Rabbi Jonathon Sacks, you may know of him, he was the chief rabbi in a synagogue in London. If you haven’t read any of Rabbi Sacks’ work, I strongly encourage you do. He wrote a book just before he died called Morality. Now, it wasn’t about what you might think or I think, most people who are outside of faith communities would think when you say “morality“. And he said this about it, he said: “You lose your morality and you’re in danger of losing your freedom.” He said “Our rights used to be how we were protected from the state and now, it’s what we expect of it.” He said “What we once expected from family and community, now we can track this to the state and to the market.”
And he channelled someone else, famous economist Friedrich Hayek: “Freedom has never worked without deeply ingrained moral beliefs.” He was talking about community, and you can’t replace community with governments, with the market, with other institutions, you can’t. You can’t replace the family, you can’t replace marriage, you can’t replace the things that are so personal and ingrained and come out of us as individuals with systems of power or systems of capital. These are important things but they can’t replace community.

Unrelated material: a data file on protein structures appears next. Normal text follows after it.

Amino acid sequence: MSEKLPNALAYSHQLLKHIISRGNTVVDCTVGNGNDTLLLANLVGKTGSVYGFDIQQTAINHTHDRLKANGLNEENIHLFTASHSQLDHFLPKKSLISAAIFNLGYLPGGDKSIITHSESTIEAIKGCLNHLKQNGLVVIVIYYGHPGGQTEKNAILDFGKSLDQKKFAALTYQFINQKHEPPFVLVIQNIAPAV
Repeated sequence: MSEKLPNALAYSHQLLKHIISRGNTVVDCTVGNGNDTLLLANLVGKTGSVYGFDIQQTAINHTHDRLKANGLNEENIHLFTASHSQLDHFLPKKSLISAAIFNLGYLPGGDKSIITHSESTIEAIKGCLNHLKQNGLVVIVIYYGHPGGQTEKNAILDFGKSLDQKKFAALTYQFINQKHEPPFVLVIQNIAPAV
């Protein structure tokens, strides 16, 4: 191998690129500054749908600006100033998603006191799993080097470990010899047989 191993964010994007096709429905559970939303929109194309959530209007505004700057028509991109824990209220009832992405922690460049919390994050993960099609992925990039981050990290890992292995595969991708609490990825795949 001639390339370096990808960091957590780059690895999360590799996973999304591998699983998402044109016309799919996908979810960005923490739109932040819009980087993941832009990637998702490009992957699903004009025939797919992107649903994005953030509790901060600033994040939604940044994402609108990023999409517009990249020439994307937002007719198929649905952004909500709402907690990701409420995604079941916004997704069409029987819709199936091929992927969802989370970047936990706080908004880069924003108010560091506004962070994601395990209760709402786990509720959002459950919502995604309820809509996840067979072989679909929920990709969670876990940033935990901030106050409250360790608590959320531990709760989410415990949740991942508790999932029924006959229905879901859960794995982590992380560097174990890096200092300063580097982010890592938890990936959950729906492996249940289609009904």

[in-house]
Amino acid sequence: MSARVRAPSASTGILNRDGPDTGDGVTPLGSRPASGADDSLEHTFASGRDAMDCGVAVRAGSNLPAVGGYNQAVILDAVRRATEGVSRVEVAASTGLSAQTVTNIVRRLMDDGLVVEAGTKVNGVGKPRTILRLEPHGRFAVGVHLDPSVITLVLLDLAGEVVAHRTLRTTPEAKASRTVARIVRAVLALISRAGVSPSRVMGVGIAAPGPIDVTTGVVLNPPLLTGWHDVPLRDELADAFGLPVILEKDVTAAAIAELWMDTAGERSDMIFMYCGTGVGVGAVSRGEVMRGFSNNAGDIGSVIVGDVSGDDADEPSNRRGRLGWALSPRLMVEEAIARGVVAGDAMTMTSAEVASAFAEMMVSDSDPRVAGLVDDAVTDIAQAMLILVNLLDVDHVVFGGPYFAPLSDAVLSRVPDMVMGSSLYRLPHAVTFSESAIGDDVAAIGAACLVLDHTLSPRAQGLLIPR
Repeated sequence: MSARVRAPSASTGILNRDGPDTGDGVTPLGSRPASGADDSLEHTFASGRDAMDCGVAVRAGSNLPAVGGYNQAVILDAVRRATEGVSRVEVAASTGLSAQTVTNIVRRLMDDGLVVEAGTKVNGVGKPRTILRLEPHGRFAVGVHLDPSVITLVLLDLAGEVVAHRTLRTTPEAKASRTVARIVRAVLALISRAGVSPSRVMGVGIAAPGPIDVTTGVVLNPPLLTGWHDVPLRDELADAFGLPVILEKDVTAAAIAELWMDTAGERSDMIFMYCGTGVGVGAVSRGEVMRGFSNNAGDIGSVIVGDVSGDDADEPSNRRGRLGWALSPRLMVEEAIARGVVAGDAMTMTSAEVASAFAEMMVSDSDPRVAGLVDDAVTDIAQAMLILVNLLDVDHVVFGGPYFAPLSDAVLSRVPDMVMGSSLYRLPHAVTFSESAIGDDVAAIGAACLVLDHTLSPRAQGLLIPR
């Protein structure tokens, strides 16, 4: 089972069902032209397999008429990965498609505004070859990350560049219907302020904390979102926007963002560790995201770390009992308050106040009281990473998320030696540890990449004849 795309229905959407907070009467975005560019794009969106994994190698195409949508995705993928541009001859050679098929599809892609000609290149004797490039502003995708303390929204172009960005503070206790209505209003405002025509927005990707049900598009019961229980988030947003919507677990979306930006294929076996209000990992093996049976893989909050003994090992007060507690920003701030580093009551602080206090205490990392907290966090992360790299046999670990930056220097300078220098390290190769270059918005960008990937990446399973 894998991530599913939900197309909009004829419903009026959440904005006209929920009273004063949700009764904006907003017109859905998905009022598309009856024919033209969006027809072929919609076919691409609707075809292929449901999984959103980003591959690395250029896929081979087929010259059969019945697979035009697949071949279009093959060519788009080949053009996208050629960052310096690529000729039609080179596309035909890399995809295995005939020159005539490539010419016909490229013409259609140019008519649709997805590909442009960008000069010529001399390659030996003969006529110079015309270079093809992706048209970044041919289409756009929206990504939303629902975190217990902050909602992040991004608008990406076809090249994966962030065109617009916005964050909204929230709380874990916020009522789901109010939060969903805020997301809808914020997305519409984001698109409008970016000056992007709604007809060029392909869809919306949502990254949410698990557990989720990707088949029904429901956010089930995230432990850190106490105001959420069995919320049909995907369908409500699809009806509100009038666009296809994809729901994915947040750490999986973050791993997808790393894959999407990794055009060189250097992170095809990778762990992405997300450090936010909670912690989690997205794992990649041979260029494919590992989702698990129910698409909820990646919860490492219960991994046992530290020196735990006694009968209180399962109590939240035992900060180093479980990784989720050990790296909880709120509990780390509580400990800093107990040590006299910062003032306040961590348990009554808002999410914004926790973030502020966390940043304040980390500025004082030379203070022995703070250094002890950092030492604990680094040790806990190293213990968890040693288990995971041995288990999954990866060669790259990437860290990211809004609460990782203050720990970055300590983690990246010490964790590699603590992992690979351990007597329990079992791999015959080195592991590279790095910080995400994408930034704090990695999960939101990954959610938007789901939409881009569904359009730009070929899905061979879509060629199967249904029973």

At every church people say to me, “what church do you go to?”… I say “Horizon Church, used to be known as Shirelive Church”. You know other churches, there are Baptist churches, there are Brethren churches, I’ve always been at a community church. That’s where I want to be, and a church that believes in community and creates community. And the essence of community is each individual understanding that they’re valued, that they’re unique. That they can respect one another. That they can contribute to one another.
We cannot allow what we feel entitled to be to be more important than what we’re responsible for. This is very important stuff that Rabbi Sacks is talking about, because he gets it, that the essence of morality is not what others would think it is, about sexuality and all of these issues. Of course, these things relate to it, but it’s about the dignity and value of each and every human being and the responsibilities that they have one to another. Now, you cancel out one human being and you cancel community because community is just human beings who God loves, and, and is intended to connect us one to another. Morality is about focusing not on ‘you’, but on the person next to you. It’s about focusing, for me, on you, not me. That is the essence of community. You can’t pass a law for it. You can’t create a building for it. It is essentially what springs from each and every one of us. Community. It’s born of what he likes to call a covenant and a covenant as we read, particularly in the Old Testament – he tends to read the Old Testament a bit more often than you! He seems to understand it a lot better than many…